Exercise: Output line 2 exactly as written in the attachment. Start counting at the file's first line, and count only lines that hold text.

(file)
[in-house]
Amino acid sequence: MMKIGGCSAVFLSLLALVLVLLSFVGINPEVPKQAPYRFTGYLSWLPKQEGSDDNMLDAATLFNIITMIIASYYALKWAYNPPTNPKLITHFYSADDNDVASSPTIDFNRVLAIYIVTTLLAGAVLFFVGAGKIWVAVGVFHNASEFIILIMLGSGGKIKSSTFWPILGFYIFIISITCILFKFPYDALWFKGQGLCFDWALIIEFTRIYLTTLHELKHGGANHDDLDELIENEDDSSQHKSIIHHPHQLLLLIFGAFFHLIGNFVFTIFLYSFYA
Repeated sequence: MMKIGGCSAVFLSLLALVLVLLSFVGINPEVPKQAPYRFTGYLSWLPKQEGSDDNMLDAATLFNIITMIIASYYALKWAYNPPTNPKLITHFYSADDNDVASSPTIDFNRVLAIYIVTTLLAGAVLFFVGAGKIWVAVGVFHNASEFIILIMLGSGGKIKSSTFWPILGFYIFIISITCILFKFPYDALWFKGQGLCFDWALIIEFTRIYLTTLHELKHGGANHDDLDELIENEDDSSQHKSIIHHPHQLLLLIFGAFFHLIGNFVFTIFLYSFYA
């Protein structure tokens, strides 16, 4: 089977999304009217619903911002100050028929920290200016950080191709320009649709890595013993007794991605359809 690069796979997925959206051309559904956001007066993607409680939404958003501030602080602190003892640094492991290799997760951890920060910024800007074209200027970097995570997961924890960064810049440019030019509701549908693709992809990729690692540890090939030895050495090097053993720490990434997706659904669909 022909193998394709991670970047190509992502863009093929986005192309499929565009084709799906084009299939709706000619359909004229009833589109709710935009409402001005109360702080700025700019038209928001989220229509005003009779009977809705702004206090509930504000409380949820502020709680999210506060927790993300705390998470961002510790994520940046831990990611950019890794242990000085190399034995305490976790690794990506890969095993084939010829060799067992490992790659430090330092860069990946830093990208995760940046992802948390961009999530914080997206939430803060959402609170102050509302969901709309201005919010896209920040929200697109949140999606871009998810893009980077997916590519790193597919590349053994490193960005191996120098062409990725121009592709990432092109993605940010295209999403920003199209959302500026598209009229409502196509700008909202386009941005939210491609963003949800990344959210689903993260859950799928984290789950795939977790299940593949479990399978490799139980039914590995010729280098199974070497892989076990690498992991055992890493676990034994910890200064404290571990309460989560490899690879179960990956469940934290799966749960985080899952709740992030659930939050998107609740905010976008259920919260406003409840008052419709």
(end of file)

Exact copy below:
Amino acid sequence: MMKIGGCSAVFLSLLALVLVLLSFVGINPEVPKQAPYRFTGYLSWLPKQEGSDDNMLDAATLFNIITMIIASYYALKWAYNPPTNPKLITHFYSADDNDVASSPTIDFNRVLAIYIVTTLLAGAVLFFVGAGKIWVAVGVFHNASEFIILIMLGSGGKIKSSTFWPILGFYIFIISITCILFKFPYDALWFKGQGLCFDWALIIEFTRIYLTTLHELKHGGANHDDLDELIENEDDSSQHKSIIHHPHQLLLLIFGAFFHLIGNFVFTIFLYSFYA